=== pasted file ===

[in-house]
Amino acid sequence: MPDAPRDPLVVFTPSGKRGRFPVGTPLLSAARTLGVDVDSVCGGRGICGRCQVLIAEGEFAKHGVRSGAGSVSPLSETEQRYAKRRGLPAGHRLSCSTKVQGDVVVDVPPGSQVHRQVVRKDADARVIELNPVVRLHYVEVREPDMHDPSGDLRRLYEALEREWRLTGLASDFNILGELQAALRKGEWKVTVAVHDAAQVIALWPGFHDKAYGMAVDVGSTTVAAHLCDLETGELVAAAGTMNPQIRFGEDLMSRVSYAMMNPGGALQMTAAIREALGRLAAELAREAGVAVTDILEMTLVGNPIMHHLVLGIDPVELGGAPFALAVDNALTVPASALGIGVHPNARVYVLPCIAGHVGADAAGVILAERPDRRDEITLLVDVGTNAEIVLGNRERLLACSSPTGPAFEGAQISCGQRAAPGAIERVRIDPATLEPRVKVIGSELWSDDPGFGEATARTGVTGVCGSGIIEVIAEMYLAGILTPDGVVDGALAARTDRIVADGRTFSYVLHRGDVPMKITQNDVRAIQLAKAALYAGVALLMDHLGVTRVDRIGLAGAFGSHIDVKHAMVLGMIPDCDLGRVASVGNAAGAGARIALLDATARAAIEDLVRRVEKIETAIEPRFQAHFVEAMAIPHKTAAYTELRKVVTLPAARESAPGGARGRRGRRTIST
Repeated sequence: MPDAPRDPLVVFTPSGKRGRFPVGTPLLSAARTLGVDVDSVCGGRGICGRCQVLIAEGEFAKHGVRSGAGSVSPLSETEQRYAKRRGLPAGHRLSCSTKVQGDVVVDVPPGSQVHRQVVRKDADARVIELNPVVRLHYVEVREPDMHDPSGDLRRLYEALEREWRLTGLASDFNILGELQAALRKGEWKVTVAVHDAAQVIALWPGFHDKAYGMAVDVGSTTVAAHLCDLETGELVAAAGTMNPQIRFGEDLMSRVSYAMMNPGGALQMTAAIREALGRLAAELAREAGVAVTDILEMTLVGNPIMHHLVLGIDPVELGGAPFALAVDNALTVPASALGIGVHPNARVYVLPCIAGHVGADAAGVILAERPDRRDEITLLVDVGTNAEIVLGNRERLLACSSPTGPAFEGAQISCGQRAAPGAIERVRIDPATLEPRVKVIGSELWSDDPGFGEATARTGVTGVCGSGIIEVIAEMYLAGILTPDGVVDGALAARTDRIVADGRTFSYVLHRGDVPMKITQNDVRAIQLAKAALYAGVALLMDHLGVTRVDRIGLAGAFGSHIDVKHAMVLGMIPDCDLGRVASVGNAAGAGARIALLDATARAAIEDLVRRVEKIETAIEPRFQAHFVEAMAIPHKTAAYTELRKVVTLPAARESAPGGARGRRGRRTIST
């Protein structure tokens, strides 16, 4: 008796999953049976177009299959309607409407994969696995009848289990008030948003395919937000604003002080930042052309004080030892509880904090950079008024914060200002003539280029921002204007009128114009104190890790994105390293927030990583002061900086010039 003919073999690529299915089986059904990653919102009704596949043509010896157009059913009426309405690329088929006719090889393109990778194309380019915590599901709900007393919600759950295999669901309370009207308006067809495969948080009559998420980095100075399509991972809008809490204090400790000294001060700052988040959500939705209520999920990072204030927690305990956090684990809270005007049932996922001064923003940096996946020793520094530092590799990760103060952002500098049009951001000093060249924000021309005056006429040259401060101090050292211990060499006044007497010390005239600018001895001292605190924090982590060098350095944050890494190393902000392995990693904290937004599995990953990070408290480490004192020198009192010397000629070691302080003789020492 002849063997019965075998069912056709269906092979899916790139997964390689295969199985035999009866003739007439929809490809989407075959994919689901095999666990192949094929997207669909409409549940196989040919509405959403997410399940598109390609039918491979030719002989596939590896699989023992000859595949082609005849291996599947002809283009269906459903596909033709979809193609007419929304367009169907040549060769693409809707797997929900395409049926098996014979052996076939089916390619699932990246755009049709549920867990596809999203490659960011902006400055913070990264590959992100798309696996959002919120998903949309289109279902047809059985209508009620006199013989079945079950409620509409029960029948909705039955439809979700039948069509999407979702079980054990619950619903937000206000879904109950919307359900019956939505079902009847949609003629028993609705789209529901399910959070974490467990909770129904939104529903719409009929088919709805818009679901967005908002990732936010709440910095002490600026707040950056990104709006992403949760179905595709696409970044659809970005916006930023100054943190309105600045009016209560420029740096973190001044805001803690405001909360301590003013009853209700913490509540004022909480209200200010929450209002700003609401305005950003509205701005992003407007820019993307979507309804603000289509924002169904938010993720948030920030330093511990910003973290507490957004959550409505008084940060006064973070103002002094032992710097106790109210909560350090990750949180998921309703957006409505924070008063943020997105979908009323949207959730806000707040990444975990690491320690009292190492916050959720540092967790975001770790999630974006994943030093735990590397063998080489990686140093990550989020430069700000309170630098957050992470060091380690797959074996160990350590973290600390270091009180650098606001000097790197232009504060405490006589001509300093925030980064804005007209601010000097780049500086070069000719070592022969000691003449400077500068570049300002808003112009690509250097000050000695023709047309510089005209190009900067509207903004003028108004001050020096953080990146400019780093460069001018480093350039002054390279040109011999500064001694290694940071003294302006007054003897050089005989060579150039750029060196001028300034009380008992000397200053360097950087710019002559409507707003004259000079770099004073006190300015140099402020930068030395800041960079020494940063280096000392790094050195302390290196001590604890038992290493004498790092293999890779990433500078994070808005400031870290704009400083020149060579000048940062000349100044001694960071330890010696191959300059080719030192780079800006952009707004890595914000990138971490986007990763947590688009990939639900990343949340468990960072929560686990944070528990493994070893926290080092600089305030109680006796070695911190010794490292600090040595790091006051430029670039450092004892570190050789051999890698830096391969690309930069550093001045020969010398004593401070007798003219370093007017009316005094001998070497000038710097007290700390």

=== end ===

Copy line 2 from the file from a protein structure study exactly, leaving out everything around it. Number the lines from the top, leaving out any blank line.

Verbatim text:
Amino acid sequence: MPDAPRDPLVVFTPSGKRGRFPVGTPLLSAARTLGVDVDSVCGGRGICGRCQVLIAEGEFAKHGVRSGAGSVSPLSETEQRYAKRRGLPAGHRLSCSTKVQGDVVVDVPPGSQVHRQVVRKDADARVIELNPVVRLHYVEVREPDMHDPSGDLRRLYEALEREWRLTGLASDFNILGELQAALRKGEWKVTVAVHDAAQVIALWPGFHDKAYGMAVDVGSTTVAAHLCDLETGELVAAAGTMNPQIRFGEDLMSRVSYAMMNPGGALQMTAAIREALGRLAAELAREAGVAVTDILEMTLVGNPIMHHLVLGIDPVELGGAPFALAVDNALTVPASALGIGVHPNARVYVLPCIAGHVGADAAGVILAERPDRRDEITLLVDVGTNAEIVLGNRERLLACSSPTGPAFEGAQISCGQRAAPGAIERVRIDPATLEPRVKVIGSELWSDDPGFGEATARTGVTGVCGSGIIEVIAEMYLAGILTPDGVVDGALAARTDRIVADGRTFSYVLHRGDVPMKITQNDVRAIQLAKAALYAGVALLMDHLGVTRVDRIGLAGAFGSHIDVKHAMVLGMIPDCDLGRVASVGNAAGAGARIALLDATARAAIEDLVRRVEKIETAIEPRFQAHFVEAMAIPHKTAAYTELRKVVTLPAARESAPGGARGRRGRRTIST